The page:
Director Simon West's The Mechanic is a modern adaptation of the 1972 Michael Winner film of the same name, starring Charles Bronson. The film stars Jason Statham as hit man Arthur Bishop. Bishop has recently been ordered to kill his long time mentor- Harry Mckenna (Donald Sutherland). Being a faithful man to his business he carries out the hit. Living with this decision and having the attachment he shared with Harry, Bishop attends his memorial service, which is where he encounters Harry's son, Steve (Ben Foster). Steve, being the troubled young man he is, takes a liking to Bishop and his profession, pleading that he train him to know the things Arthur knows-- the skills taught to arthur by Harry. The Mechanic follows Arthur and his new apprentice Steve Mckenna as they bond and carry out hits, improving Steve's skills as they progress. Will Steve learn of Arthur's significance to his father's death, and if so, when? My expectations were low upon entering the cinema. This film was released in the midst of a storm of terrible, early in the year movies, and it is a remake of a film, that to my knowledge, needed no remake. The Mechanic exceeded my expectations tremendously. I was prepared for non-stop action, sub-par acting, and a two-dimensional plot, and I would have been fine with turning my brain off (Much like Machete or The Expendables). The action was indeed nearly continuous, however, the performances delivered by both Foster and Statham were exceptional-- Foster's being quite exceptional (as his often are). Additionally, it included a sharp, smart script that was at times compelling, and even a bit intentionally humorous. There were action sequences that were surely a bit over the top, but were saved by the solid chemistry this duo shares. The ending was quite satisfactory, though included one implausible maneuver performed by Statham- but what action film doesn't? The Mechanic was a pleasant surprise and is strongly recommended for action fans, earning it 3 stars.

Thursday, February 10, 2011

Reviews from the Vault: The Rock (1996)

This time of year being the time of opportunity for the Academy to dump all of its garbage that was denied release at the end of 2010, I have not felt the need to review films that you no doubt have already guessed suck. That being said I miss reviewing films, so I have decided to dig up the one golden nugget spawned by the infamous human explosion-- Michael Bay. Produced and Directed by Bay, The Rock stars Nicolas Cage, Ed Harris, and the devilishly good looking Sean Connery. Feeling that America is in need of an awakening by a true "patriot", General Francis X. Hummel and his crew of soldiers commandeer Alcatraz (The "Rock") the intension of destroying San Francisco Bay and thousands of American citizens with the aid of biological weapons. Summoned to assist with the demise or apprehension of these anarchic warriors are Dr. Stanley Goodspeed (Cage)- a biological warfare specialist, and John Patrick Mason (Connery)- the only individual to ever escape from Alcatraz. With a pregnant wife currently in San Francisco, Goodspeed wants nothing more than to get the job done and return home to his wife. Will this odd partnership have what it takes to save the day? Explosion! Gunshot! Slow motion! Explosion! Welcome to a Michael Bay film. However, The Rock differs from other Bay projects in that it doesn't take itself too seriously. There is nothing worse than laughing at an action scene that intends to simply rock your socks off. In this instance, the audience tends to share the same sense of humor as the director and cast of The Rock. Aside from the awesomely ridiculous thrills and effects, this film actually contains a few three-dimensional characters, top-notch acting, and Connery! Bay certainly has a fascination with the armed forces, but that is okay considering it adds authenticity to the films military mechanics. These days it takes grand diversity for a film to stand on its own (i.e. the good guy dies, the couple doesn't stay together), but sometimes it's okay to give the audience exactly what they want. I would not recommend buckling up for an oscar-winning drama, but I would recommend having a little fun- because that is what The Rock has to offer-- earning a strong 3 stars.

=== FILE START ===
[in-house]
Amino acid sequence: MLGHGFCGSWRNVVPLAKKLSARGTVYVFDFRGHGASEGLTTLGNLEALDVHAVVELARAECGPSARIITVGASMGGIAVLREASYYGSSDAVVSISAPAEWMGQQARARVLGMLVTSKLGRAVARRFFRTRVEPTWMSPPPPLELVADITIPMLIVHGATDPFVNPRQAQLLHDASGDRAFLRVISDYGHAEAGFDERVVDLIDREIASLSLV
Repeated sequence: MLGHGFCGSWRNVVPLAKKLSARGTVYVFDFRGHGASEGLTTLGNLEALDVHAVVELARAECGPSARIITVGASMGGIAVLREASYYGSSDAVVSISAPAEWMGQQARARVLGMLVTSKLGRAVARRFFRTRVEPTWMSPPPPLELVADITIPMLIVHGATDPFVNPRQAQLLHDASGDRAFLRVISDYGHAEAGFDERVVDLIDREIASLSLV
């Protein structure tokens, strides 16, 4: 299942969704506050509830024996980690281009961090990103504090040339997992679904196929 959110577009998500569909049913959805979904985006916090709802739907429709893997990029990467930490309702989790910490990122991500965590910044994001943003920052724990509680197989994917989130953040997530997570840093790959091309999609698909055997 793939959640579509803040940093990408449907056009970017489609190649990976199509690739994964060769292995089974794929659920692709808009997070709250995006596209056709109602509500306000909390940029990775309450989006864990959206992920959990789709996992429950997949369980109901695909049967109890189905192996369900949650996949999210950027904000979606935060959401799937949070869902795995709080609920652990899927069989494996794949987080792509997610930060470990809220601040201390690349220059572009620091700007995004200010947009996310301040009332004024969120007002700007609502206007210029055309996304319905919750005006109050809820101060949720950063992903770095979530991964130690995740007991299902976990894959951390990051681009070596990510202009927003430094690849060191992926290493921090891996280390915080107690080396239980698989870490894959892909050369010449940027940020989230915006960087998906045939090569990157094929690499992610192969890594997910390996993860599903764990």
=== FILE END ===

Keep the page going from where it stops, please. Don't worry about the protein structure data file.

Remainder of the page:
Friday, January 28, 2011

Review: 127 Hours (2010)